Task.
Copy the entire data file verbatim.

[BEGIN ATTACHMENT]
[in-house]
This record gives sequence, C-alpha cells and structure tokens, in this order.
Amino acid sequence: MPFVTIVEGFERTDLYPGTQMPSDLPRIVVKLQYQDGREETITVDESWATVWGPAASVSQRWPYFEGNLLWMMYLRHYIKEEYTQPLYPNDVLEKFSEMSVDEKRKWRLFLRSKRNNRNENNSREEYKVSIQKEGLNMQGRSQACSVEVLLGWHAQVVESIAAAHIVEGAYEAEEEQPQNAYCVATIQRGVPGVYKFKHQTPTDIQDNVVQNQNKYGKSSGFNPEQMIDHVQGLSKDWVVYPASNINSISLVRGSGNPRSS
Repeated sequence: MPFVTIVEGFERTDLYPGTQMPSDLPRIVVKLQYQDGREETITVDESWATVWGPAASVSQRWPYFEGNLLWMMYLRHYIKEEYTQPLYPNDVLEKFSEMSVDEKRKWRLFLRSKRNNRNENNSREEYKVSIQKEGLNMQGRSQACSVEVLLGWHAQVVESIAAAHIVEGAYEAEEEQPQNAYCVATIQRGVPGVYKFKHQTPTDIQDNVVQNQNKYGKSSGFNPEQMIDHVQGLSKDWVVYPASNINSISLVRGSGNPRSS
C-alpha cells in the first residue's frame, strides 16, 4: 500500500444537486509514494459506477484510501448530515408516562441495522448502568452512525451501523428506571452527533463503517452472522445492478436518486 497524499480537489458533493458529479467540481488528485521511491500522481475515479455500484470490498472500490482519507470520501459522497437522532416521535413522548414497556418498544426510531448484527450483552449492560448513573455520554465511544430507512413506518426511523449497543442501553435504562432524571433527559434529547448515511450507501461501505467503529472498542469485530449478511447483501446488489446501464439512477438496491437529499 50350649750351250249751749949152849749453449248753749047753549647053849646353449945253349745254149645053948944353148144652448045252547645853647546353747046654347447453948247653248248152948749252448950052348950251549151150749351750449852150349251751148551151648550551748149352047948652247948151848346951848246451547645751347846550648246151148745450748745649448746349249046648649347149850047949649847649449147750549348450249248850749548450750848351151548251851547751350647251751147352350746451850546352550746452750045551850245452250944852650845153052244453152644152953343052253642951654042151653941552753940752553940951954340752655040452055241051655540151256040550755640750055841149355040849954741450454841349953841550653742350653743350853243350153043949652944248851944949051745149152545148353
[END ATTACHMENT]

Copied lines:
[in-house]
This record gives sequence, C-alpha cells and structure tokens, in this order.
Amino acid sequence: MPFVTIVEGFERTDLYPGTQMPSDLPRIVVKLQYQDGREETITVDESWATVWGPAASVSQRWPYFEGNLLWMMYLRHYIKEEYTQPLYPNDVLEKFSEMSVDEKRKWRLFLRSKRNNRNENNSREEYKVSIQKEGLNMQGRSQACSVEVLLGWHAQVVESIAAAHIVEGAYEAEEEQPQNAYCVATIQRGVPGVYKFKHQTPTDIQDNVVQNQNKYGKSSGFNPEQMIDHVQGLSKDWVVYPASNINSISLVRGSGNPRSS
Repeated sequence: MPFVTIVEGFERTDLYPGTQMPSDLPRIVVKLQYQDGREETITVDESWATVWGPAASVSQRWPYFEGNLLWMMYLRHYIKEEYTQPLYPNDVLEKFSEMSVDEKRKWRLFLRSKRNNRNENNSREEYKVSIQKEGLNMQGRSQACSVEVLLGWHAQVVESIAAAHIVEGAYEAEEEQPQNAYCVATIQRGVPGVYKFKHQTPTDIQDNVVQNQNKYGKSSGFNPEQMIDHVQGLSKDWVVYPASNINSISLVRGSGNPRSS
C-alpha cells in the first residue's frame, strides 16, 4: 500500500444537486509514494459506477484510501448530515408516562441495522448502568452512525451501523428506571452527533463503517452472522445492478436518486 497524499480537489458533493458529479467540481488528485521511491500522481475515479455500484470490498472500490482519507470520501459522497437522532416521535413522548414497556418498544426510531448484527450483552449492560448513573455520554465511544430507512413506518426511523449497543442501553435504562432524571433527559434529547448515511450507501461501505467503529472498542469485530449478511447483501446488489446501464439512477438496491437529499 50350649750351250249751749949152849749453449248753749047753549647053849646353449945253349745254149645053948944353148144652448045252547645853647546353747046654347447453948247653248248152948749252448950052348950251549151150749351750449852150349251751148551151648550551748149352047948652247948151848346951848246451547645751347846550648246151148745450748745649448746349249046648649347149850047949649847649449147750549348450249248850749548450750848351151548251851547751350647251751147352350746451850546352550746452750045551850245452250944852650845153052244453152644152953343052253642951654042151653941552753940752553940951954340752655040452055241051655540151256040550755640750055841149355040849954741450454841349953841550653742350653743350853243350153043949652944248851944949051745149152545148353